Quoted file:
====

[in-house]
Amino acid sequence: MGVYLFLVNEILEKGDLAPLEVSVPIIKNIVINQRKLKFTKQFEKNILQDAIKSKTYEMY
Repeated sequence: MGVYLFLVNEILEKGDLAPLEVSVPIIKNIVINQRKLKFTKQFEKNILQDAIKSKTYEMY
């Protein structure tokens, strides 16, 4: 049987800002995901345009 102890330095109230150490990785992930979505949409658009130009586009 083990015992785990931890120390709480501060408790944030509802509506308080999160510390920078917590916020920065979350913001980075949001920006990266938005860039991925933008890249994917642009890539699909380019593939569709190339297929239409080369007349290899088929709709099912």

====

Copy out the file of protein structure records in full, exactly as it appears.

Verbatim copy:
[in-house]
Amino acid sequence: MGVYLFLVNEILEKGDLAPLEVSVPIIKNIVINQRKLKFTKQFEKNILQDAIKSKTYEMY
Repeated sequence: MGVYLFLVNEILEKGDLAPLEVSVPIIKNIVINQRKLKFTKQFEKNILQDAIKSKTYEMY
């Protein structure tokens, strides 16, 4: 049987800002995901345009 102890330095109230150490990785992930979505949409658009130009586009 083990015992785990931890120390709480501060408790944030509802509506308080999160510390920078917590916020920065979350913001980075949001920006990266938005860039991925933008890249994917642009890539699909380019593939569709190339297929239409080369007349290899088929709709099912």